The Center for Security Policy Occasional Paper Series
DEBATING THE MUSLIM BROTHERHOOD IN AMERICA
An Interview with DHS Advisor Mohamed Elibiary
Ryan Mauro, The Clarion Project
Made possible through the Institute for Religion & Democracy
Part IV: “Islamophobia”
Here, Elibiary admits that the US Muslim Brotherhood existed in the late 1980s and early 1990s, but references its internal communications that complain about the group’s inability to control the Muslim-American community. After pointing out that these communications were decades ago, Elibiary says “the concept of a US Muslim Brotherhood becomes even more of an absurd overreach.”
Mauro: Why do you think concern about the US Muslim Brotherhood, whose existence was proven during the Holy Land Foundation trial, is “Islamophobia” and what do you think should happen as a result?
Elibiary: American Muslim Brotherhood leaders themselves, as far back as the late 1980s and early 1990s in publicly-available documents from the HLF trial, lament the fact that the American Muslim community had grown way too large for them to influence it. Add to that another nearly three decades of further growth and the concept of a US Muslim Brotherhood becomes even more of an absurd overreach.
In other words, Elibiary argues that the US Muslim Brotherhood essentially evaporated. The fact that the US Muslim Brotherhood network does not enjoy as much Muslim support as it would like is presented as proof that it doesn’t exist anymore at all. However, most of the organizations identified as US Muslim Brotherhood entities still exist, as do many of the officials that served during the time that Elibiary concedes they were Brotherhood groups.
A 2009 Hudson Institute study looked at the Islamic Society of North America, one such Brotherhood entity. It concluded, “All but one of the individuals listed on the ISNA founding documents remain active either in ISNA or one of its affiliated organizations” and that ISNA and other Brotherhood affiliates “continue to exist in their original form.” Furthermore, a 2004 Chicago Tribune investigation gave readers “a rare look at [the] secretive [Muslim] Brotherhood in America.”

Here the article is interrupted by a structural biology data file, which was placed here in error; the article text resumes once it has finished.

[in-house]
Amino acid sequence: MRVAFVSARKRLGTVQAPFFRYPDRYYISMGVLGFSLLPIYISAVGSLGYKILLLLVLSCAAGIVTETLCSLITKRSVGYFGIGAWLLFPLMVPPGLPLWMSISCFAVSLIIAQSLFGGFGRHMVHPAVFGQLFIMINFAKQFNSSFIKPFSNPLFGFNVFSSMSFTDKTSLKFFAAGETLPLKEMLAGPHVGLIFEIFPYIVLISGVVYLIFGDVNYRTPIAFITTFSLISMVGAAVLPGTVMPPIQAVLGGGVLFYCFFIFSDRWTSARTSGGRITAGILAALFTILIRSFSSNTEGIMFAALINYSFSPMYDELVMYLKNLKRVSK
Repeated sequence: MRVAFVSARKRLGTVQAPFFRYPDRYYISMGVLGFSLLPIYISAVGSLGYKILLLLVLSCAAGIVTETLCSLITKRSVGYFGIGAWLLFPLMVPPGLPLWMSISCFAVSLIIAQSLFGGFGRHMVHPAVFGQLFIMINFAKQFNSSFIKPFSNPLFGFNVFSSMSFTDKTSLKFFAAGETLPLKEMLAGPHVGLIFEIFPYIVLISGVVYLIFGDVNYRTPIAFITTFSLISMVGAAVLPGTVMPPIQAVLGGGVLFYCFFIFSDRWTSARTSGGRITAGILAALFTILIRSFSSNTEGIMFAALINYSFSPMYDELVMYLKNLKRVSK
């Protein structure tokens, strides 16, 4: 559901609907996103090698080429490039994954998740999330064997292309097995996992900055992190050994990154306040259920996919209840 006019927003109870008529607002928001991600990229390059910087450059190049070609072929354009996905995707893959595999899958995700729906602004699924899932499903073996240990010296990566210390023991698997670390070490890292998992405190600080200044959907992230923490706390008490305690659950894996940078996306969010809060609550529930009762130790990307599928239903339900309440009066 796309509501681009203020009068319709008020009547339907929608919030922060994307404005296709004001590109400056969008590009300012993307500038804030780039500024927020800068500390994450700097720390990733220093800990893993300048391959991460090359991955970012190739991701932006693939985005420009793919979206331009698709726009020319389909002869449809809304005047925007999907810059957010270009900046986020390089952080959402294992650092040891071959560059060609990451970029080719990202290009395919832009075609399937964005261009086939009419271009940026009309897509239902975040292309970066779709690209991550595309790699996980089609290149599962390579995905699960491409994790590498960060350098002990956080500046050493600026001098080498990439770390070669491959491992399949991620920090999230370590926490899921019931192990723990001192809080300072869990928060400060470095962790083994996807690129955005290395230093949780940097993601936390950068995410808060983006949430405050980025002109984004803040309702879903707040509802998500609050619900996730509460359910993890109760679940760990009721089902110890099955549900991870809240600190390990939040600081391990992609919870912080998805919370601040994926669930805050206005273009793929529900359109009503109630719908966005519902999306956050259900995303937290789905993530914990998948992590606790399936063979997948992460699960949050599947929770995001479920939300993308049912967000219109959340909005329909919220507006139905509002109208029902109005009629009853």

Elibiary (cont’d): Plus, as part of my engagement with Muslim communities across the country, I have met privately with all the major national Muslim organizations regularly demonized as “front groups” for the Muslim Brotherhood and gained from them all a very clear understanding of their perspectives on Islamism/Political Islam in our country. In my opinion, these community organizations are in 2013 operating as American organizations fully within the bounds of US law for the benefit of the American Muslim community and broader American society.
If it’s a matter of recognizing and addressing legitimate security concerns about the “US Muslim Brotherhood,” you’d be hard pressed to find someone who’s done more substantively on the topic than I have over the past decade.
As the FBI’s own press release about some of my work stated, I’ve been building up community-based partnerships with law enforcement since 2003. One can’t do that in the Dallas-based environment where I grew up without first addressing the mess left behind by HLF. Therefore, it’s illogical to ever accuse me of being dismissive of legitimate “concerns about the US Muslim Brotherhood” as simply “Islamophobia.”
The most important part of this section is Mr. Elibiary’s comments suggesting that he has helped protect US Muslim Brotherhood entities. The language strongly infers that the US government was preparing to indict components of the US Muslim Brotherhood network besides the Holy Land Foundation—and, perhaps, he played a role in stopping it from happening. There are three quotes that stand out:
- “I helped my community pick up the pieces and safeguard its nonprofit organizations, in order to protect its liberties, after the HLF’s closure and eventual conviction.”
- “But the corollary to my position was that if the Muslim community leadership and the government can mutually reconcile and turn a new page, then the targeted national Muslim community organizations should be allowed to proceed anew.”
- “As has been reported in multiple conservative media outlets over the past few years, the long-desired HLF 2.0 trial for the unindicted co-conspirators isno longer going to happen.”